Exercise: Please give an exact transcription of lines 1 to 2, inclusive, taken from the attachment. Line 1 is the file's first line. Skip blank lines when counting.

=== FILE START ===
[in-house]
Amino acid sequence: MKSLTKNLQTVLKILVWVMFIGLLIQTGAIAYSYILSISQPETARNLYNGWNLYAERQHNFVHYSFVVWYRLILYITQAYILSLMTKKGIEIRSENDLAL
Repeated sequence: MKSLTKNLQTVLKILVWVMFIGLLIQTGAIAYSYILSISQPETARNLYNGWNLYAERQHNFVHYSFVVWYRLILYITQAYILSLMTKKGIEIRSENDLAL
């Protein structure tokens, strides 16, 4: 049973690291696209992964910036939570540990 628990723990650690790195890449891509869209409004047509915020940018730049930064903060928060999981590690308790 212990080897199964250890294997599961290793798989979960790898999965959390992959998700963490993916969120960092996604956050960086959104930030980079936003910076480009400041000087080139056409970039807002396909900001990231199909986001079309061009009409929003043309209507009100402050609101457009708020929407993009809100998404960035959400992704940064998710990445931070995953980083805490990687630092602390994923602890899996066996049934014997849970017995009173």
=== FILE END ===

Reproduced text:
[in-house]
Amino acid sequence: MKSLTKNLQTVLKILVWVMFIGLLIQTGAIAYSYILSISQPETARNLYNGWNLYAERQHNFVHYSFVVWYRLILYITQAYILSLMTKKGIEIRSENDLAL